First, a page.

The pope met privately with eight Maltese victims of sexual abuse in the Vatican's embassy in Valletta.
A statement issued by the Vatican after the meeting said he prayed with the men and assured them the Church will continue doing all in its power to investigate allegations, to bring to justice those responsible for abuse and to implement effective measures designed to safeguard young people in the future.
The statement was one of the clearest yet from the Vatican that it wants local bishops to cooperate with civil authorities in prosecuting priests who abused children. It also stated the pope was deeply moved by the stories of the abuse victims and expressed his shame and sorrow over what they and their families have suffered.
Lawrence Grech was one of the abuse victims who met with the pope. He said he lost his faith 20 years ago, but this experience will change his life.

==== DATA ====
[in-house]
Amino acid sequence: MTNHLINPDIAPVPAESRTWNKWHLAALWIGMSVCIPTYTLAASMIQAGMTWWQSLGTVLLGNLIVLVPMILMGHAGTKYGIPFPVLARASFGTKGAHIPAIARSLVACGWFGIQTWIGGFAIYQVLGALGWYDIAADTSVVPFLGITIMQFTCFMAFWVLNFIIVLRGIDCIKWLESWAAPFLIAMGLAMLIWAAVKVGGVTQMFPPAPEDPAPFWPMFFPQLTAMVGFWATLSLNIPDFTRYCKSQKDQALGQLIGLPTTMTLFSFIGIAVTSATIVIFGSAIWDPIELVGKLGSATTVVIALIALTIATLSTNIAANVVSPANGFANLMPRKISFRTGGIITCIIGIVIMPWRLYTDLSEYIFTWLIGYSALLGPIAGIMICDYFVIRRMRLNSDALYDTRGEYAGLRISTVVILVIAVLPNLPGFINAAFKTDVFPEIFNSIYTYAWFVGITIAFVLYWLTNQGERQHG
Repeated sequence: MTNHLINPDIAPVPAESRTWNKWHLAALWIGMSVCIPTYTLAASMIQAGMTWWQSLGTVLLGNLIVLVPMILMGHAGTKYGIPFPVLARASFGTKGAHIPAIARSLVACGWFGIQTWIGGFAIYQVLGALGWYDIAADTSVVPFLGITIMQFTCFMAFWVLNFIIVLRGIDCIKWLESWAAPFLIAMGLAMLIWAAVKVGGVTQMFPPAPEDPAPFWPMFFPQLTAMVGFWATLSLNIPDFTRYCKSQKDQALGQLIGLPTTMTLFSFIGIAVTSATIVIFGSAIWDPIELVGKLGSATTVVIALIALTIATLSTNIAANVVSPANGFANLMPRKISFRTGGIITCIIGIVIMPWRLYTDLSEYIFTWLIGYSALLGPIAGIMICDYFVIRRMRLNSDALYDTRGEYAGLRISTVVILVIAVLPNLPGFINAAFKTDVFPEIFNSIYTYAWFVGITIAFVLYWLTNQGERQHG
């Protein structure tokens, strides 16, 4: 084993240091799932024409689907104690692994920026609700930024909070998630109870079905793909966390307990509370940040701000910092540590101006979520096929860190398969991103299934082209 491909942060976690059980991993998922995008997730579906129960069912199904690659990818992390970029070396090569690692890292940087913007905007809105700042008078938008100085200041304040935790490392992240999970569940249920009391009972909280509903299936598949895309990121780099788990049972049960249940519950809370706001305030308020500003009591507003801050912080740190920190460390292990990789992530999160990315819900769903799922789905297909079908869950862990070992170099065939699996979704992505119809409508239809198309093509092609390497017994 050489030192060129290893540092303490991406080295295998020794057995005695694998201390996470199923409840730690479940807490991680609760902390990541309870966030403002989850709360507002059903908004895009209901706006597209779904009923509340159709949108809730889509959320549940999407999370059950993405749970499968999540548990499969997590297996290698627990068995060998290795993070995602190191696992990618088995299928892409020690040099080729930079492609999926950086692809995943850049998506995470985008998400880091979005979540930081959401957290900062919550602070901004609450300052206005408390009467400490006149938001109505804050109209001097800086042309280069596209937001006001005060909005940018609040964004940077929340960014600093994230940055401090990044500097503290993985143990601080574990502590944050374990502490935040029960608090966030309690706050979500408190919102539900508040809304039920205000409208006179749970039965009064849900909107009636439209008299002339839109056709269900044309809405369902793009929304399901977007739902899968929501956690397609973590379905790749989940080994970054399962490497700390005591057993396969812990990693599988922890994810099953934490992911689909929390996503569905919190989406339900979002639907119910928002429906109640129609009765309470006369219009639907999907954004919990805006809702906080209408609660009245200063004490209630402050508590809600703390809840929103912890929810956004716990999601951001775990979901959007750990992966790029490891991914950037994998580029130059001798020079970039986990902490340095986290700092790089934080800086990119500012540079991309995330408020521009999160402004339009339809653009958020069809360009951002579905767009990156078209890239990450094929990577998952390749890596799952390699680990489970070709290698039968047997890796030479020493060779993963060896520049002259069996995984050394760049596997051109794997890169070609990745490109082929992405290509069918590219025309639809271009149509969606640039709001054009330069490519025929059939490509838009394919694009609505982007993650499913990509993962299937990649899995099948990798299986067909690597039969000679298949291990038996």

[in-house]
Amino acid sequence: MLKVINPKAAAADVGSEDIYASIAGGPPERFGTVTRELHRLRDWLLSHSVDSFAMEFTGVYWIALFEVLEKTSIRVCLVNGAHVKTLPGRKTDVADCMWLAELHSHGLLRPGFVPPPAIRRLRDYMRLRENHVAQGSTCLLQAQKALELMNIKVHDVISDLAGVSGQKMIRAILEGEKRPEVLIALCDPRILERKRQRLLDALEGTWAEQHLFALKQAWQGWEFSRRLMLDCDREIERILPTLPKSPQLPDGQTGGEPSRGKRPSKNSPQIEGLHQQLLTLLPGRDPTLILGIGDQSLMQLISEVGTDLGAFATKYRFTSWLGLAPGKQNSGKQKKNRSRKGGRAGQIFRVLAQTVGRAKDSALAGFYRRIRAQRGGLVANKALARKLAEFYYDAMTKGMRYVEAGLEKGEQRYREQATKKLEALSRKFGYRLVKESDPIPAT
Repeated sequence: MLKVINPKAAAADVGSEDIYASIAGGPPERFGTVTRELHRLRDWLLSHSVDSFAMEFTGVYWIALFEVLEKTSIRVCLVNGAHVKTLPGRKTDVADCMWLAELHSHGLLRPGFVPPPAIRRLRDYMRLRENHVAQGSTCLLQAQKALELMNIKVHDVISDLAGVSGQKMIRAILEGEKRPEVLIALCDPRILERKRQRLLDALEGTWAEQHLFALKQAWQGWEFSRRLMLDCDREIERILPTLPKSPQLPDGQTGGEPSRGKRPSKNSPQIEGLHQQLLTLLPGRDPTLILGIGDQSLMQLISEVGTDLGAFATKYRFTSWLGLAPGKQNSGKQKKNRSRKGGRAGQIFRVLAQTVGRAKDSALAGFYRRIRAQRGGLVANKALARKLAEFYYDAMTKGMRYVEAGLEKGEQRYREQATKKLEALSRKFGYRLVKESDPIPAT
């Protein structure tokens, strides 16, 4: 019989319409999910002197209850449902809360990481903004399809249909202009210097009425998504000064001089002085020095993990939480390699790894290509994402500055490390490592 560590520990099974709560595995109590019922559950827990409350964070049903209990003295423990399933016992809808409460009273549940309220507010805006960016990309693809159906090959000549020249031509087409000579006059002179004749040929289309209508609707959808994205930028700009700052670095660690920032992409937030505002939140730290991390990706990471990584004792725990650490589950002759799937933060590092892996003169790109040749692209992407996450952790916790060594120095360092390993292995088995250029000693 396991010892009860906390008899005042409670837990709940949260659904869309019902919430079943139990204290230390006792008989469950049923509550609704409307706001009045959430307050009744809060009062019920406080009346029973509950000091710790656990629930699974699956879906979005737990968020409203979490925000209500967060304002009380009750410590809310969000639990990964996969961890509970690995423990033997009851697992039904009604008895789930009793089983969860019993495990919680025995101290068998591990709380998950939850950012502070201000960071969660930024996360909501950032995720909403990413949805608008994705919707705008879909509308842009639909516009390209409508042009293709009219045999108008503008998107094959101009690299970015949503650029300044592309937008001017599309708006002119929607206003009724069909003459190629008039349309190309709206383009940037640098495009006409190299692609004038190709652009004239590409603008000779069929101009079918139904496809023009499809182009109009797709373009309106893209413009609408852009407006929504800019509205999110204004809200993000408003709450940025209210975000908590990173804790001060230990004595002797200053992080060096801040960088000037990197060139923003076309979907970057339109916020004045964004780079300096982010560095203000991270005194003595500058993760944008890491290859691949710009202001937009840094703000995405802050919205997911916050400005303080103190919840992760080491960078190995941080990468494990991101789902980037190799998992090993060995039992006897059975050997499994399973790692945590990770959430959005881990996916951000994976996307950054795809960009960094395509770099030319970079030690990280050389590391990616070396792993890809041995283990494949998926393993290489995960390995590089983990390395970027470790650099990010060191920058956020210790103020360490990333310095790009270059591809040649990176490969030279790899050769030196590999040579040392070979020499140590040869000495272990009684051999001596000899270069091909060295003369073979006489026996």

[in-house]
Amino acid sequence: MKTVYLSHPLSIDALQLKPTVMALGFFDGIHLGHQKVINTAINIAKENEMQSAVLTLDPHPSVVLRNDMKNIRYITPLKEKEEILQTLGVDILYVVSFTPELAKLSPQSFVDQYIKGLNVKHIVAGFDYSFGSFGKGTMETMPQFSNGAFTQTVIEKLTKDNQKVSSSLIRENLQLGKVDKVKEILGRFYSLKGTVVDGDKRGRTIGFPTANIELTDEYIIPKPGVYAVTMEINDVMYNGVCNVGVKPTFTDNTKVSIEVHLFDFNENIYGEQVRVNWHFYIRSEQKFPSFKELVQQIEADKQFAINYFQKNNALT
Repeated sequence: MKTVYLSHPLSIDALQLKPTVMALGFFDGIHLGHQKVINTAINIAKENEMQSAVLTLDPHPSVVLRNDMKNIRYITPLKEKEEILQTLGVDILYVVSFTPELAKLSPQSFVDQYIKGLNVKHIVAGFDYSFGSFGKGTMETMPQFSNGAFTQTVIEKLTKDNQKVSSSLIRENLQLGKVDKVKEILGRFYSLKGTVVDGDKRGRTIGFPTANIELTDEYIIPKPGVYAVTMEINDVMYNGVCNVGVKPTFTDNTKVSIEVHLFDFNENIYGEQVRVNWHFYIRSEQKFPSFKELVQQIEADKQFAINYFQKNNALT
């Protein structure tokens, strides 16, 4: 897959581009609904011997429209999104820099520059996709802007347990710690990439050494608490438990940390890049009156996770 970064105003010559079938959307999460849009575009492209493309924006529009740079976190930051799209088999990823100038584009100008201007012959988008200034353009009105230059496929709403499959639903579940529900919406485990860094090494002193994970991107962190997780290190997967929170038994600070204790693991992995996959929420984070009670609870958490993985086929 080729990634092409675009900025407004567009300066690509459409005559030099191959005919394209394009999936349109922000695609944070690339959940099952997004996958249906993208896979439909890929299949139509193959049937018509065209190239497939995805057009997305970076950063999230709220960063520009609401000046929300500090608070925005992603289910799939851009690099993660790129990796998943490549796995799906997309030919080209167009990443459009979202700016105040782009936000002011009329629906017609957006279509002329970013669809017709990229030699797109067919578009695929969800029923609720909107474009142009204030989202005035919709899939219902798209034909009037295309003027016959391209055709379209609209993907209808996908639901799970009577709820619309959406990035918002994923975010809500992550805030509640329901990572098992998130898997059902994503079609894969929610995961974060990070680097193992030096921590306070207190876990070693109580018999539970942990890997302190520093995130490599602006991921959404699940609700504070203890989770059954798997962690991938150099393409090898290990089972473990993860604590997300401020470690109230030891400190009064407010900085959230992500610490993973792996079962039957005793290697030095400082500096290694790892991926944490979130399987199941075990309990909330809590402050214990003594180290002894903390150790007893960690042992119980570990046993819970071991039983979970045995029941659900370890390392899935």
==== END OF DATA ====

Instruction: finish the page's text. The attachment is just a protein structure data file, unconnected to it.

"I am more than satisfied," said Grech. "I cannot explain. It is more than I expected, because to meet the pope personally you have to be something special."
Grech is now married with two children. He started a legal battle against the Church in 2003 for which he said he would continue to raise awareness.
Before the meeting Pope Benedict celebrated a large open-air mass in Valletta, attended by thousands of people.
The pope's last event in Malta was a meeting with young people on Valletta's waterfront, where he arrived by boat. He told the youth that today's culture promotes ideas and values that are different from those of Jesus. It is easy when one is young and impressionable, the pope said, to be swayed by peers to accept ideas and values that do not belong to Jesus.
Malta's society, the pope said, is steeped in Christian faith and values.
"You should be proud that your country both defends the unborn and promotes stable family life by saying no to abortion and divorce," said Pope Benedict.
Pope Benedict's visit to Malta was aimed at commemorating the 1,950th anniversary of the shipwreck of Saint Paul on the island.